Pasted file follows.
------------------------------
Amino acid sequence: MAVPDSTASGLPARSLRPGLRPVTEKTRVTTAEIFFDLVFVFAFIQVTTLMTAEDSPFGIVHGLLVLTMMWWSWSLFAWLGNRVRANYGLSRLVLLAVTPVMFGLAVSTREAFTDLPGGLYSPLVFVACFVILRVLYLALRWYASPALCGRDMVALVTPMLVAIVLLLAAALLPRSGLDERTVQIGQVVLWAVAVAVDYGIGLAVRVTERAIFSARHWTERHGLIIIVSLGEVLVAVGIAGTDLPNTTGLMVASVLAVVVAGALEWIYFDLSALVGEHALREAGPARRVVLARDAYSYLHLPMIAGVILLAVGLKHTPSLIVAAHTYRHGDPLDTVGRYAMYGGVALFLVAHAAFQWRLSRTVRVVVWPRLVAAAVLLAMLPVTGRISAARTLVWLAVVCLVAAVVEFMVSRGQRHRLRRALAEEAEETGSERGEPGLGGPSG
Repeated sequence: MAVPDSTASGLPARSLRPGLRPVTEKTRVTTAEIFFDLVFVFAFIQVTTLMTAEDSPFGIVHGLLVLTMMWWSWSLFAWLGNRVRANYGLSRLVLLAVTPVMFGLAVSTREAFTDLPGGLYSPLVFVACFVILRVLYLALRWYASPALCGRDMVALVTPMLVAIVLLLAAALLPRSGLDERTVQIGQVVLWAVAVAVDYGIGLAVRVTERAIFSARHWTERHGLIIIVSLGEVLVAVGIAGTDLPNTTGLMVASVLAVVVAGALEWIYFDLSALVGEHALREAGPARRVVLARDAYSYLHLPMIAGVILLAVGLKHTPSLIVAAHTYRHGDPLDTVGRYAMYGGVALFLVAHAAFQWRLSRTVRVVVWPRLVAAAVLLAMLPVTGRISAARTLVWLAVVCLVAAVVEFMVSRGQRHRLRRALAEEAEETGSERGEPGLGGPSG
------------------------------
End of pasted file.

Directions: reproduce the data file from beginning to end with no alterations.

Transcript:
Amino acid sequence: MAVPDSTASGLPARSLRPGLRPVTEKTRVTTAEIFFDLVFVFAFIQVTTLMTAEDSPFGIVHGLLVLTMMWWSWSLFAWLGNRVRANYGLSRLVLLAVTPVMFGLAVSTREAFTDLPGGLYSPLVFVACFVILRVLYLALRWYASPALCGRDMVALVTPMLVAIVLLLAAALLPRSGLDERTVQIGQVVLWAVAVAVDYGIGLAVRVTERAIFSARHWTERHGLIIIVSLGEVLVAVGIAGTDLPNTTGLMVASVLAVVVAGALEWIYFDLSALVGEHALREAGPARRVVLARDAYSYLHLPMIAGVILLAVGLKHTPSLIVAAHTYRHGDPLDTVGRYAMYGGVALFLVAHAAFQWRLSRTVRVVVWPRLVAAAVLLAMLPVTGRISAARTLVWLAVVCLVAAVVEFMVSRGQRHRLRRALAEEAEETGSERGEPGLGGPSG
Repeated sequence: MAVPDSTASGLPARSLRPGLRPVTEKTRVTTAEIFFDLVFVFAFIQVTTLMTAEDSPFGIVHGLLVLTMMWWSWSLFAWLGNRVRANYGLSRLVLLAVTPVMFGLAVSTREAFTDLPGGLYSPLVFVACFVILRVLYLALRWYASPALCGRDMVALVTPMLVAIVLLLAAALLPRSGLDERTVQIGQVVLWAVAVAVDYGIGLAVRVTERAIFSARHWTERHGLIIIVSLGEVLVAVGIAGTDLPNTTGLMVASVLAVVVAGALEWIYFDLSALVGEHALREAGPARRVVLARDAYSYLHLPMIAGVILLAVGLKHTPSLIVAAHTYRHGDPLDTVGRYAMYGGVALFLVAHAAFQWRLSRTVRVVVWPRLVAAAVLLAMLPVTGRISAARTLVWLAVVCLVAAVVEFMVSRGQRHRLRRALAEEAEETGSERGEPGLGGPSG